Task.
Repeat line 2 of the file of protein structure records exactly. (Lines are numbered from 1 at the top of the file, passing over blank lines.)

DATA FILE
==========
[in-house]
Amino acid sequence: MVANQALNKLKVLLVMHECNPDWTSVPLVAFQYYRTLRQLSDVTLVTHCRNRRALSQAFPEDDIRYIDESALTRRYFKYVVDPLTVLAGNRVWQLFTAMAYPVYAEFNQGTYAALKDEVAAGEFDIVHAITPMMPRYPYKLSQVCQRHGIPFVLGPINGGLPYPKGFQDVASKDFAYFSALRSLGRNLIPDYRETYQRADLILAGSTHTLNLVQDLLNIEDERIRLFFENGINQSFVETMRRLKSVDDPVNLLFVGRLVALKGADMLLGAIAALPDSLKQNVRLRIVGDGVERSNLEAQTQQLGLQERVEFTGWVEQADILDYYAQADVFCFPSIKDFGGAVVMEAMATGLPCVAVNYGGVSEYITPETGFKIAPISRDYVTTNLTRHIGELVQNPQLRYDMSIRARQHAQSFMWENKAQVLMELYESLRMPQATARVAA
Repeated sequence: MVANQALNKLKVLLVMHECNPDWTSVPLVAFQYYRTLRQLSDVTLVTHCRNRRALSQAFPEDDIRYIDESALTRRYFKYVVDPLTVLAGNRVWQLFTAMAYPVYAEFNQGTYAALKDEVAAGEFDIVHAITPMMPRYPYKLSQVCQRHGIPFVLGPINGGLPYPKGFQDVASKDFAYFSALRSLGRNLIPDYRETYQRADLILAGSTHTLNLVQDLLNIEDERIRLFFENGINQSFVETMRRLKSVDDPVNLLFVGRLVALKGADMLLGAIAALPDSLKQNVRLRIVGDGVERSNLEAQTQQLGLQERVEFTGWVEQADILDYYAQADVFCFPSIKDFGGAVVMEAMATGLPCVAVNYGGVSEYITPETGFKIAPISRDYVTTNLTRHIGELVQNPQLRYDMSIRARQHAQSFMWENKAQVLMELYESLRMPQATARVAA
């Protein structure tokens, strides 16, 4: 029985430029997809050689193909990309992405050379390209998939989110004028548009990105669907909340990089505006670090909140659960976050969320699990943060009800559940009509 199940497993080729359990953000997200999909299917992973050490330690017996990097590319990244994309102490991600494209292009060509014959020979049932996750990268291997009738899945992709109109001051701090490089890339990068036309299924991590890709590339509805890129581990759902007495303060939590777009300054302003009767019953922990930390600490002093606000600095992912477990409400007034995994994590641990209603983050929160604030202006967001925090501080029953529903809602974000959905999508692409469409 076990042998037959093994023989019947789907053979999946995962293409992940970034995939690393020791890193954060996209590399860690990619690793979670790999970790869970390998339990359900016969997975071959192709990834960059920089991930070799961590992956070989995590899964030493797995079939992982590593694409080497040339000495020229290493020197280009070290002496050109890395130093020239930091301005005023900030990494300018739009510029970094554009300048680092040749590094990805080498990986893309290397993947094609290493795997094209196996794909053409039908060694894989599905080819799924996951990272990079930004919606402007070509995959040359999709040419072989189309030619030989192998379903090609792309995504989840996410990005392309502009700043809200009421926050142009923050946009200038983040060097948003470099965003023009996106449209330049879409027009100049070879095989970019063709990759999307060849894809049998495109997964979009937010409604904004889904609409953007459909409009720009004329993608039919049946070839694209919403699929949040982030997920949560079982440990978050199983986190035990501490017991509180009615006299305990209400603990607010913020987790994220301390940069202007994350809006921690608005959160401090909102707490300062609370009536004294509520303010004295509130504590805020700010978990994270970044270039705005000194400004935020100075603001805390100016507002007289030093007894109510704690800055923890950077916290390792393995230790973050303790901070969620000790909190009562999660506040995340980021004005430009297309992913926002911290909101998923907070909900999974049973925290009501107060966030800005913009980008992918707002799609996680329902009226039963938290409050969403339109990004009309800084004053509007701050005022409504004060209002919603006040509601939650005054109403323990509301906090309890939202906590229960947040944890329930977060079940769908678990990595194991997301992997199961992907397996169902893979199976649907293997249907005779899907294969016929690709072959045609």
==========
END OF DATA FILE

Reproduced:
Amino acid sequence: MVANQALNKLKVLLVMHECNPDWTSVPLVAFQYYRTLRQLSDVTLVTHCRNRRALSQAFPEDDIRYIDESALTRRYFKYVVDPLTVLAGNRVWQLFTAMAYPVYAEFNQGTYAALKDEVAAGEFDIVHAITPMMPRYPYKLSQVCQRHGIPFVLGPINGGLPYPKGFQDVASKDFAYFSALRSLGRNLIPDYRETYQRADLILAGSTHTLNLVQDLLNIEDERIRLFFENGINQSFVETMRRLKSVDDPVNLLFVGRLVALKGADMLLGAIAALPDSLKQNVRLRIVGDGVERSNLEAQTQQLGLQERVEFTGWVEQADILDYYAQADVFCFPSIKDFGGAVVMEAMATGLPCVAVNYGGVSEYITPETGFKIAPISRDYVTTNLTRHIGELVQNPQLRYDMSIRARQHAQSFMWENKAQVLMELYESLRMPQATARVAA